What if the Referendum Doesn’t Pass?


At a cost of 9.1 million, we would make the most urgent repairs. The library conducted two Capital Facility Assessments; one in 2010, the other in 2015. The result of both studies indicated that many of the library’s major operating systems are at or near their nature lifespan.

Below is the list of items included in the $9.1 million Repair option.

• The Building Exterior – walls, roof, windows, doors, represent 18% of the total.
• Interior Finishes – carpet, rubber flooring in the lobby, ceramic tile, represents 7% of the total.
• Mechanical and Electrical System represent 36% of the total cost.
• HVAC includes replacing 3 air handling units (AHUs), 3 condensing units, various fans, pumps and the controllers that “drive” them, new controls for all of these, and new controls for roof top mechanical units (heating/cooling for parts of 1995 addition), humidifier replacement, reheat coil replacement in the variable air volume (VAV) boxes throughout the building, replacement of the electric baseboards.
• Electrical work includes new lighting, new lighting control panels and relays, and new fire alarm control panel.
• Data work includes new backbone, new phone system, server room updates and replacements, and security system update including cameras and alarms
• Site repairs represent 6% of the total, including asphalt paving repairs, concrete sidewalk, curb and gutter repairs, catch basin repairs, and reconstruction of the north stairs to the upper-level entry

What issues cannot be resolved with the $9.1 Repair option?

The $9.1 Repair option does not address any of the space or structural problems inherent to the current facility. Ground floor access, a children’s play/explore space, larger meeting room, small group study rooms and drive-up book return would not be possible.

In addition, mechanical, lighting, data and power issues could not be addressed due to the current facility’s “floor to floor” ratios. The performance of each is noticeably limited and there is no potential to modify/rearrange/adapt the systems to future needs. Here is a most detailed list of the issues in these areas.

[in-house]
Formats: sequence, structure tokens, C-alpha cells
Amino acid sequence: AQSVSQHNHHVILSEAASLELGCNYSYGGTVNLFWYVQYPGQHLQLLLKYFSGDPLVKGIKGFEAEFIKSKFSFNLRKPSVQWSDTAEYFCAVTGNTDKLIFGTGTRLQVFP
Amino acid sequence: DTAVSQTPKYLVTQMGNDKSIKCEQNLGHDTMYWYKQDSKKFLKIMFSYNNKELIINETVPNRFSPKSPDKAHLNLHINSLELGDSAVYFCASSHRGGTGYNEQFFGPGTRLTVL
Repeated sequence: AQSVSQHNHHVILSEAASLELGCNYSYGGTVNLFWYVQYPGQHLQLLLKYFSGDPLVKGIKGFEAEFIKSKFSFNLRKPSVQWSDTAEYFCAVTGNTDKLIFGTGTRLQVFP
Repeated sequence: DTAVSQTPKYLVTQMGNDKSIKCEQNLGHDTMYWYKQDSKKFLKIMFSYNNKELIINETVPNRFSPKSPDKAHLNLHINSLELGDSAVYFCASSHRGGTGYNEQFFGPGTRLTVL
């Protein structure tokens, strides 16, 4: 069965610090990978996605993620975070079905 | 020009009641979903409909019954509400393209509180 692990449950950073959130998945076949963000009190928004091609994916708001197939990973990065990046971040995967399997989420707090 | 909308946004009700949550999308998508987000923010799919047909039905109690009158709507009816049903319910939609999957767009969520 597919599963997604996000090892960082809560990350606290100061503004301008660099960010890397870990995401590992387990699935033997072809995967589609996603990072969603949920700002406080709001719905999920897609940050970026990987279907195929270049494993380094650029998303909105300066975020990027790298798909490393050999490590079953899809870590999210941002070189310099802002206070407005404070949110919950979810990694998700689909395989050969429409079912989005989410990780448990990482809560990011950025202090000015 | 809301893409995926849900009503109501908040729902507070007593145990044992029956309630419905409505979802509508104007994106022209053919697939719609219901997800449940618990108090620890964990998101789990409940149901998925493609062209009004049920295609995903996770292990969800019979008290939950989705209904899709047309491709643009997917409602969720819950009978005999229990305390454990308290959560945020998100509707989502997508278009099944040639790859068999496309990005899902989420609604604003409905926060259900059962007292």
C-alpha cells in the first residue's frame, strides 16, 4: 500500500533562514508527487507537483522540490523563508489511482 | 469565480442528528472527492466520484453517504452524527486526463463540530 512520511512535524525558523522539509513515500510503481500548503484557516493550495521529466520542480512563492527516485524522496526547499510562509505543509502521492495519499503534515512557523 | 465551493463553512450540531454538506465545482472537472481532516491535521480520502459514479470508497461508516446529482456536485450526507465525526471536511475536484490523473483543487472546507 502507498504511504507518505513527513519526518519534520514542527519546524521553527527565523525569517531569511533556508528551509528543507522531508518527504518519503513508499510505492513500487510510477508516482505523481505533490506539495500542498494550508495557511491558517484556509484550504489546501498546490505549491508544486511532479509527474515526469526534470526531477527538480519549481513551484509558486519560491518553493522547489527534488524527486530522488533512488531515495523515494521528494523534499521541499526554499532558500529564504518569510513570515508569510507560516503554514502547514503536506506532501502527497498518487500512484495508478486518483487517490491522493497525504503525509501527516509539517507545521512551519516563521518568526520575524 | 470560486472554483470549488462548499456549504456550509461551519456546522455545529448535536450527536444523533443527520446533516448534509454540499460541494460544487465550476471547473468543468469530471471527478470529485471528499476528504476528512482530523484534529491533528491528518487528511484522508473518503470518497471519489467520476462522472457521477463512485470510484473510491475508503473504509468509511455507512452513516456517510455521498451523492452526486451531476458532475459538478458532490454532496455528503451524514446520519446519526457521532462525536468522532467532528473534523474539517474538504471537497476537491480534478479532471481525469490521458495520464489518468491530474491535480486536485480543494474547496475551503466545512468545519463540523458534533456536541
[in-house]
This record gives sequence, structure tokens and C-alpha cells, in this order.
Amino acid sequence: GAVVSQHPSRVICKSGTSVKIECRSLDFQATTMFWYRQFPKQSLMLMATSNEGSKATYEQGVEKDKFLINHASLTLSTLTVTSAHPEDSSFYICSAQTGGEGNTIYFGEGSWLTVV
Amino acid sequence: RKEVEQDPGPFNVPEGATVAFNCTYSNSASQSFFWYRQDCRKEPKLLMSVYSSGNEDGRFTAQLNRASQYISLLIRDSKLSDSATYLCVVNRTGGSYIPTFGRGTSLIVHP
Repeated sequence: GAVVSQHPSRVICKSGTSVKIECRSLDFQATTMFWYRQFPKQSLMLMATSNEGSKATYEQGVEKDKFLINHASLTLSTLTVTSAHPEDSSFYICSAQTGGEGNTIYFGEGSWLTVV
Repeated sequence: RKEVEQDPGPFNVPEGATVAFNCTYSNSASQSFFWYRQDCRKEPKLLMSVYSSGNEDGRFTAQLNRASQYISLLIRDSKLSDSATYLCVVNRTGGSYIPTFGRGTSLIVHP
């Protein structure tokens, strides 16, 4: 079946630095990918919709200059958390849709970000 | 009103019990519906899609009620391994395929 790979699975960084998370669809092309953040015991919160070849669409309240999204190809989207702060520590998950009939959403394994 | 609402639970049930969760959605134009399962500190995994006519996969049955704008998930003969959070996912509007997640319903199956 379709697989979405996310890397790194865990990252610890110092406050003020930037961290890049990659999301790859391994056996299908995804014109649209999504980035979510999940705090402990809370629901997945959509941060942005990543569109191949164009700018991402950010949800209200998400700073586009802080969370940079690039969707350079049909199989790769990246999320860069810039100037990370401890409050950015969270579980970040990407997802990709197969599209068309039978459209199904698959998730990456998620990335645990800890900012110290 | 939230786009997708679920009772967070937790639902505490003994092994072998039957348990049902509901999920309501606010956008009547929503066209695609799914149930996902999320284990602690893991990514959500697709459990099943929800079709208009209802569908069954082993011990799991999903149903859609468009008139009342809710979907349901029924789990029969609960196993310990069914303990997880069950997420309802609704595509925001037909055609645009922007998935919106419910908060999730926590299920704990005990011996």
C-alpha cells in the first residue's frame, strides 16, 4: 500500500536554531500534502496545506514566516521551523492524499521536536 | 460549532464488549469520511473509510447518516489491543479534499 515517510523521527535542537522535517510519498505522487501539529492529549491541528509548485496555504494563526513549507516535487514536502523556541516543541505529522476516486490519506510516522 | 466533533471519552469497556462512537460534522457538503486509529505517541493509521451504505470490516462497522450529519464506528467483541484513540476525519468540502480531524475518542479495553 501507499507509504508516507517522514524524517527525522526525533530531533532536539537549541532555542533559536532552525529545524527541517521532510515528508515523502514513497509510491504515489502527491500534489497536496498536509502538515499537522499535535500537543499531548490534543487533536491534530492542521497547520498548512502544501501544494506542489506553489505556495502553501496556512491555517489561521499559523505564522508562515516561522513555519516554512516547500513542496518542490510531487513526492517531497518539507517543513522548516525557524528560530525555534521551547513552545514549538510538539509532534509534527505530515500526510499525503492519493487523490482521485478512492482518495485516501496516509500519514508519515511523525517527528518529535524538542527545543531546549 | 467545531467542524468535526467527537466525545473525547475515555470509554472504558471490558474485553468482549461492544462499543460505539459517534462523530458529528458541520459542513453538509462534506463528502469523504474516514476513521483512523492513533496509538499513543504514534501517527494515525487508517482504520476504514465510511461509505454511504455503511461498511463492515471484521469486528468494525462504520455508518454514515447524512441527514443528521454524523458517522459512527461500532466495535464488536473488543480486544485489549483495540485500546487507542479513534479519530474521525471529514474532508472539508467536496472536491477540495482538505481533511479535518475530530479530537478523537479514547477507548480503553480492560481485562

• Low duct height causes extra noise, higher fan speeds, greater wear on fans, lower quality air, less control of air quality, lower comfort, and higher energy consumption. The ducts get wider and limit the ability to locate lights, fire suppression, and data
cable trays where needed.

• Direct fixtures are needed – there is no height to accommodate indirect lighting. As a result, the lighting is uneven and in some areas substandard.
• It is difficult to locate even the direct downlight fixtures because the wide ducts
take up so much space.
• The available light locations do not coincide with an efficient book stack

Data and Power:
• Primary data cabling through the building is contorted, difficult to access and
difficult to modify.
• New data locations are difficult to insert because of the numerous spatial
conflicts with ducts, sprinklers, lights, and structure.
• The floor structure is cast-in-place concrete – difficult to core, especially near
columns where the floor structure gets thicker to transfer the weight from the
floor to the column: so inserting additional data and power locations is all but
• Other systems impacted are fire suppression (fire sprinklers), and building structure.

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